Since 2014, the Russian oil industry has effectively halted borrowing from Western institutions, instead relying on its own cash flow and lending from state-owned banks while developing technology to replace services once supplied by Western firms. Analysts say this is partly why Russian oil stocks have been relatively unscathed since U.S. senators introduced legislation to impose new sanctions on Russia over its interference in U.S. elections and its activities in Syria and Ukraine. The measures introduced on Aug. 2, dubbed by the senators as the “bill from hell”, include potential curbs on the operations of state-owned Russian banks, restrictions on holding Russian sovereign debt as well as measures against Western involvement in Russian oil and gas projects.

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Too expensive.

NATO Repeats the Great Mistake of the Warsaw Pact (SCF)

Through the 1990s, during the terms of US President Bill Clinton, NATO relentlessly and inexorably expanded through Central Europe. Today, the expansion of that alliance eastward – encircling Russia with fiercely Russo-phobic regimes in one tiny country after another and in Ukraine, which is not tiny at all – continues. This NATO expansion – which the legendary George Kennan presciently warned against in vain – continues to drive the world the closer towards the threat of thermonuclear war. Far from bringing the United States and the Western NATO allies increased security, it strips them of the certainty of the peace and security they would enjoy if they instead sought a sincere, constructive and above all stable relationship with Russia.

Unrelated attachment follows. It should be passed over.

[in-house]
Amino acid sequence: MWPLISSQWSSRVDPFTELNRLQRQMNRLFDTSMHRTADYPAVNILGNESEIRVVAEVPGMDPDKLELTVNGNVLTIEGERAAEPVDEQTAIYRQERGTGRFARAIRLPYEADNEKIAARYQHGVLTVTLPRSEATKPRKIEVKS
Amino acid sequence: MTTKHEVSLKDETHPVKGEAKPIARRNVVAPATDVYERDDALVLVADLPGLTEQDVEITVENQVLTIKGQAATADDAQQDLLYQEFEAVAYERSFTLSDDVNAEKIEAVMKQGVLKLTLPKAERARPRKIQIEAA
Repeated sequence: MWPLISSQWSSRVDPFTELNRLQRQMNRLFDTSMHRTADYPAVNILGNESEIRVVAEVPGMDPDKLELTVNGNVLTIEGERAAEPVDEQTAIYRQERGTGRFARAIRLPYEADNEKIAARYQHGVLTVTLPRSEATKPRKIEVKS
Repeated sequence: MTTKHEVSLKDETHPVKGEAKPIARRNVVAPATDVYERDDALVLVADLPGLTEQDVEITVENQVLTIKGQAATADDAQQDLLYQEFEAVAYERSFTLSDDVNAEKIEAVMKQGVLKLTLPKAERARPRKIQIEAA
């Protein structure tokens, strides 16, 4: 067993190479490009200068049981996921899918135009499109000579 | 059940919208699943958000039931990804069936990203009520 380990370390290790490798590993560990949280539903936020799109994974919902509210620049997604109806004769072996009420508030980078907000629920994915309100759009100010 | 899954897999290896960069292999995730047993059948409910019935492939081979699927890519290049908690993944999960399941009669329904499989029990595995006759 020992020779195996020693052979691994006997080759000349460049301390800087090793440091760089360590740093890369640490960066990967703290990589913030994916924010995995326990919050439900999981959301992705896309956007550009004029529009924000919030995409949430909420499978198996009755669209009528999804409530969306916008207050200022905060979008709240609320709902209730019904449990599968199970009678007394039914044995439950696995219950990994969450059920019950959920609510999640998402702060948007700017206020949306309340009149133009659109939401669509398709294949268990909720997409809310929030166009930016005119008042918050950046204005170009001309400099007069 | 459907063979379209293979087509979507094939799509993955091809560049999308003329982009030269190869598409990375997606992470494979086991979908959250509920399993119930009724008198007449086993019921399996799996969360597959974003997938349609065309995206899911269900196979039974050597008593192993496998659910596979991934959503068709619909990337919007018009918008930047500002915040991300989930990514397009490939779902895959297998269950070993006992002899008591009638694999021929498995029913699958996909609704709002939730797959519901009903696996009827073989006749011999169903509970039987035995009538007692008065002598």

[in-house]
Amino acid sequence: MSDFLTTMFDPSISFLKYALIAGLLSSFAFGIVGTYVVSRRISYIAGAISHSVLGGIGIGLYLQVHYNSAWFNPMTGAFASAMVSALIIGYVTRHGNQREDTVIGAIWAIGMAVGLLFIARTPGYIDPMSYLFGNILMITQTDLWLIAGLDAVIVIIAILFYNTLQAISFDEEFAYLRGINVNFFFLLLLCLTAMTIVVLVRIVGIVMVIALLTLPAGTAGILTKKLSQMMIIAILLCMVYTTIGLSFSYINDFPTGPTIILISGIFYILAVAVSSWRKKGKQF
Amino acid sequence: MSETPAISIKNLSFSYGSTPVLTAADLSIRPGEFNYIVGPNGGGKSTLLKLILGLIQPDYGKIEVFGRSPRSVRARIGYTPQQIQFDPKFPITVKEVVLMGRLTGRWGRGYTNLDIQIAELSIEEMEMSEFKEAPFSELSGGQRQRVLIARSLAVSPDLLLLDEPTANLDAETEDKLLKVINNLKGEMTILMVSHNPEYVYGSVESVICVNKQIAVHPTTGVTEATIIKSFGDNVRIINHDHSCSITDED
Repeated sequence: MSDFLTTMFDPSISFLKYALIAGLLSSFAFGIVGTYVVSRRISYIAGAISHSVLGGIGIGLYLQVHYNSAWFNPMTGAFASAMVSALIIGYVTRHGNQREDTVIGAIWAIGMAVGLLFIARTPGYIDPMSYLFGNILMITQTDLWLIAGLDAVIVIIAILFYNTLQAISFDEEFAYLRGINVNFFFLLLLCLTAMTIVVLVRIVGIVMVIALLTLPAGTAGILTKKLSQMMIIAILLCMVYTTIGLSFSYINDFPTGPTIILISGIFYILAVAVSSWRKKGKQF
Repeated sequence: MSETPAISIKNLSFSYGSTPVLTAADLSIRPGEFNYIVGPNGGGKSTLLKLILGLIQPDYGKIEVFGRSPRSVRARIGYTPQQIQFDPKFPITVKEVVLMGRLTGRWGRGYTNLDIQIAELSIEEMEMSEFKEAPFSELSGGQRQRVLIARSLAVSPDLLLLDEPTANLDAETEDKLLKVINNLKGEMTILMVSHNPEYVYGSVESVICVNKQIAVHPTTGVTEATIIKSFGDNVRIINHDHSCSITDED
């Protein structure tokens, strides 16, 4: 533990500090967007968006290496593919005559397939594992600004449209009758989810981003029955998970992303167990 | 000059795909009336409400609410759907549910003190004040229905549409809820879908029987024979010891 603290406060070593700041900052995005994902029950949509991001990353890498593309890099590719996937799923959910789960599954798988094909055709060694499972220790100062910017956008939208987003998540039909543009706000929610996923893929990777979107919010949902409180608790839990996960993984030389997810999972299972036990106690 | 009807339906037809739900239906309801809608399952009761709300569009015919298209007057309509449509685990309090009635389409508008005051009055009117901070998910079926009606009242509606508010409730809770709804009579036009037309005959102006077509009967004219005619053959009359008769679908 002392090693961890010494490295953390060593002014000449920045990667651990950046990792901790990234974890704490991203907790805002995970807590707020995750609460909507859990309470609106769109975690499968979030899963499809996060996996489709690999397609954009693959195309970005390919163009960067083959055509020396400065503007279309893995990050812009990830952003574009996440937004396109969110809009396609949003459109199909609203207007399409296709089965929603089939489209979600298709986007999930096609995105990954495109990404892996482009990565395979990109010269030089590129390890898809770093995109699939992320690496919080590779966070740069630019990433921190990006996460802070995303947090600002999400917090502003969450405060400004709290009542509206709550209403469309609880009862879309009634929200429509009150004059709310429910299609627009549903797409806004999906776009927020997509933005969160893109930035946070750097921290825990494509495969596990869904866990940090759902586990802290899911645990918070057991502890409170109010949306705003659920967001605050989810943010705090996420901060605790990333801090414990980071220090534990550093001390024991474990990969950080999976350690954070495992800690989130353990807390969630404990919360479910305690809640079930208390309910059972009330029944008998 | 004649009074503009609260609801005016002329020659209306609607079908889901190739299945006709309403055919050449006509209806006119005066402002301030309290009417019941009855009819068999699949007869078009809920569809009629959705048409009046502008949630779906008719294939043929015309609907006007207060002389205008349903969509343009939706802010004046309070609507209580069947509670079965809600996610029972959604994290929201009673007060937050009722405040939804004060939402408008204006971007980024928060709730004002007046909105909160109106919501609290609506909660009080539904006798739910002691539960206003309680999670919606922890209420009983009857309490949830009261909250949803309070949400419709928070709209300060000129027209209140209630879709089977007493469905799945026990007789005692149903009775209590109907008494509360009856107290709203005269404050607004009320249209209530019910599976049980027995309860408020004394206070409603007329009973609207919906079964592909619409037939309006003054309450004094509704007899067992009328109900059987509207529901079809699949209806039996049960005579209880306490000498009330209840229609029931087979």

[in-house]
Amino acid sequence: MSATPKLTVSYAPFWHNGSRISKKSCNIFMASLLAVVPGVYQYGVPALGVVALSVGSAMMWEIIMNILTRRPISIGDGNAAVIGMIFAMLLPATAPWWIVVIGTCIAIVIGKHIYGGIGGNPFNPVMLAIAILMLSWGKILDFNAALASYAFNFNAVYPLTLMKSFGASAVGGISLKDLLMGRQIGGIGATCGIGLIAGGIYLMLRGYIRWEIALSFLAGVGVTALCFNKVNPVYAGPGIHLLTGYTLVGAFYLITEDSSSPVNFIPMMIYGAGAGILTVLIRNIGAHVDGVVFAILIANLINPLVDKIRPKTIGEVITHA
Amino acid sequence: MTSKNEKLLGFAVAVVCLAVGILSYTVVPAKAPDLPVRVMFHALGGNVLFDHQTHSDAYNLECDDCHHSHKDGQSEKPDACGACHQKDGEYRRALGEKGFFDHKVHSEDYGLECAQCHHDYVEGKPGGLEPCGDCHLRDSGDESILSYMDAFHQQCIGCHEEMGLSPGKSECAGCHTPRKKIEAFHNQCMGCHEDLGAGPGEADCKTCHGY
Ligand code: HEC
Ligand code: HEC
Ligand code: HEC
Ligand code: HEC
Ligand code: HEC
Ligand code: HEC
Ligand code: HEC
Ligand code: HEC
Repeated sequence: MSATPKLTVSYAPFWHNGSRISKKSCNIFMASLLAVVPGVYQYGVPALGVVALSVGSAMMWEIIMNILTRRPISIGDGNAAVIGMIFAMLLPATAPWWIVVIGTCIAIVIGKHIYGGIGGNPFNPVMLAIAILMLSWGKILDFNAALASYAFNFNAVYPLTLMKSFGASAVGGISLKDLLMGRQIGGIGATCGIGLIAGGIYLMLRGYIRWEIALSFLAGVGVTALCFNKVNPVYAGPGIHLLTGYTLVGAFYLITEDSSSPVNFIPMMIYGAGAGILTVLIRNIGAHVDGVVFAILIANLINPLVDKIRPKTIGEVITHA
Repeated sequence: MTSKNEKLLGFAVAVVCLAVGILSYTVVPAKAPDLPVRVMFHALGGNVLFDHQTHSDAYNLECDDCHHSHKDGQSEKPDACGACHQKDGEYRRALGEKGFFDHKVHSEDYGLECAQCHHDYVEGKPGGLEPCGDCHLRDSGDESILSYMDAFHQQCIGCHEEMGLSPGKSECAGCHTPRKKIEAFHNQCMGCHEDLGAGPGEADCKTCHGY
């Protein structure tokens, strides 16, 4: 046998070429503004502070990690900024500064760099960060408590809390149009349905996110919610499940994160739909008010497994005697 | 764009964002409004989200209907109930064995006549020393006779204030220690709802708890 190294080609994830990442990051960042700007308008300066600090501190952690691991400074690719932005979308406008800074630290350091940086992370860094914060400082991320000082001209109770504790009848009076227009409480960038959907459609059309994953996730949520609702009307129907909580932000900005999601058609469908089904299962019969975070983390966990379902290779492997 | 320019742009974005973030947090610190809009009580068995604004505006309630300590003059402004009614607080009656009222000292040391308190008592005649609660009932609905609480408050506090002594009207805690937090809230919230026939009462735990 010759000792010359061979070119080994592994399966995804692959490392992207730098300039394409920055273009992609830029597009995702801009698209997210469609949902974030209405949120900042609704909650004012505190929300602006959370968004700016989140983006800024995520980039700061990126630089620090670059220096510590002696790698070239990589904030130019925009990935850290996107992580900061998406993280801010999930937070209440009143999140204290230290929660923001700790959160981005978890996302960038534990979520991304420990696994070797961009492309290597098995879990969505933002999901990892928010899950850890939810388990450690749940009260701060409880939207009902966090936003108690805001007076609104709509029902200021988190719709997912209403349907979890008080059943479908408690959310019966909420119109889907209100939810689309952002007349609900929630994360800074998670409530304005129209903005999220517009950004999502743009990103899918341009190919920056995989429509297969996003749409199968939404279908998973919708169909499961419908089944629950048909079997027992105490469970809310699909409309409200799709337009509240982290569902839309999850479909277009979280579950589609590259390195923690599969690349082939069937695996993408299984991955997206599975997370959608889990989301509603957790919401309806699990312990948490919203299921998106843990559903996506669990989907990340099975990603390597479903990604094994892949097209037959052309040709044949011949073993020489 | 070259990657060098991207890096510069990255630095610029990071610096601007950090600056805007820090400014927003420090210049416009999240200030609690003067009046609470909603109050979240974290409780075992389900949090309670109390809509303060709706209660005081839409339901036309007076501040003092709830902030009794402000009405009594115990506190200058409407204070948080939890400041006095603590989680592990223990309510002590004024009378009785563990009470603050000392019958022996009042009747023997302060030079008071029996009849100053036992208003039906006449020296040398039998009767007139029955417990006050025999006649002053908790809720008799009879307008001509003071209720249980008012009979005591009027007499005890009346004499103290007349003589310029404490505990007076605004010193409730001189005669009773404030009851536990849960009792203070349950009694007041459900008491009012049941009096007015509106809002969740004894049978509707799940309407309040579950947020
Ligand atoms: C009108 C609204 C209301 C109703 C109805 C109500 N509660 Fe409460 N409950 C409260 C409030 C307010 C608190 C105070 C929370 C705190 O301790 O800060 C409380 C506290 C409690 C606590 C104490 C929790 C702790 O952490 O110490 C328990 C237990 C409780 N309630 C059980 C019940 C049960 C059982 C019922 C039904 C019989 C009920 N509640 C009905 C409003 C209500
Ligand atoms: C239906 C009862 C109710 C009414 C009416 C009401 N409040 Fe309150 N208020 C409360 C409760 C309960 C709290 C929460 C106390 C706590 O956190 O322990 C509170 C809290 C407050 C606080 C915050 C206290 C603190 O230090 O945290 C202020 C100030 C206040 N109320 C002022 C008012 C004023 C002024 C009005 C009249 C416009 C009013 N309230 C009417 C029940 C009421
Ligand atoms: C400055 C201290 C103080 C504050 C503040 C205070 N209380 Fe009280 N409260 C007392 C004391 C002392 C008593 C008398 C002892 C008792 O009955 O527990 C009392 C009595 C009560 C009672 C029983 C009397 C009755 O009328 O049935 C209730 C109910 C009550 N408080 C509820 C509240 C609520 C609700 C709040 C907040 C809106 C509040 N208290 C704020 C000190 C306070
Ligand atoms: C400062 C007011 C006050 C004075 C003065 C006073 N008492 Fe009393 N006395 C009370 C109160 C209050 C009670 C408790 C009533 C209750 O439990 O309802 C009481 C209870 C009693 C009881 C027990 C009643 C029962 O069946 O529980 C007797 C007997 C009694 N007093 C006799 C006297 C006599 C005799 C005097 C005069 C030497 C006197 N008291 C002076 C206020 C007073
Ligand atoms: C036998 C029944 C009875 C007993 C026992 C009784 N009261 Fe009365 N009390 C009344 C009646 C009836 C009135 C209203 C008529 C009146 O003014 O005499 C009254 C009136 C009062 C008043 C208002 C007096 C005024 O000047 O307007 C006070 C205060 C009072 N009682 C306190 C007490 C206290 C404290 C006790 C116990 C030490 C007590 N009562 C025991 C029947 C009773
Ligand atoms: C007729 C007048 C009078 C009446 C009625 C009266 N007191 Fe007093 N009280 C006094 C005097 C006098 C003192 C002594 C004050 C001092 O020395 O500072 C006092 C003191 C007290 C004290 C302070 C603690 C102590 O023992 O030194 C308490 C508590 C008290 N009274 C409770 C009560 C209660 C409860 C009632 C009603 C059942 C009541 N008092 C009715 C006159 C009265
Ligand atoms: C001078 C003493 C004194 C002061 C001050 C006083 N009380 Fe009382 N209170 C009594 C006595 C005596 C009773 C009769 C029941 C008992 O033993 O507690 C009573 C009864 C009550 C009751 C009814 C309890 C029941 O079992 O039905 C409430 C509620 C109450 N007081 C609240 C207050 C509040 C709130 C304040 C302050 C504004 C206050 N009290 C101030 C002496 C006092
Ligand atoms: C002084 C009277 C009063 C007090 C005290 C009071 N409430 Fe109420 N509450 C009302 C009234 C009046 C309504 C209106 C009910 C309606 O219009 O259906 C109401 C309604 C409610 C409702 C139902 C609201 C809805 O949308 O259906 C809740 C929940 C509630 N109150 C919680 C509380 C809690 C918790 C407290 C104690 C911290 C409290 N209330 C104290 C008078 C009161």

It is argued that the addition of the old Warsaw Pact member states of Central Europe to NATO has dramatically strengthened NATO and gravely weakened Russia. This has been a universally-accepted assumption in the United States and throughout the West for the past quarter century. Yet it simply is not true. In reality, the United States and its Western European allies are now discovering the hard way the same lesson that drained and exhausted the Soviet Union from the creation of the Warsaw Pact in 1955 to its dissolution 36 years later. The tier of Central European nations has always lacked the coherence, the industrial base and the combined economic infrastructure to generate significant industrial, financial or most of all strategic and military power.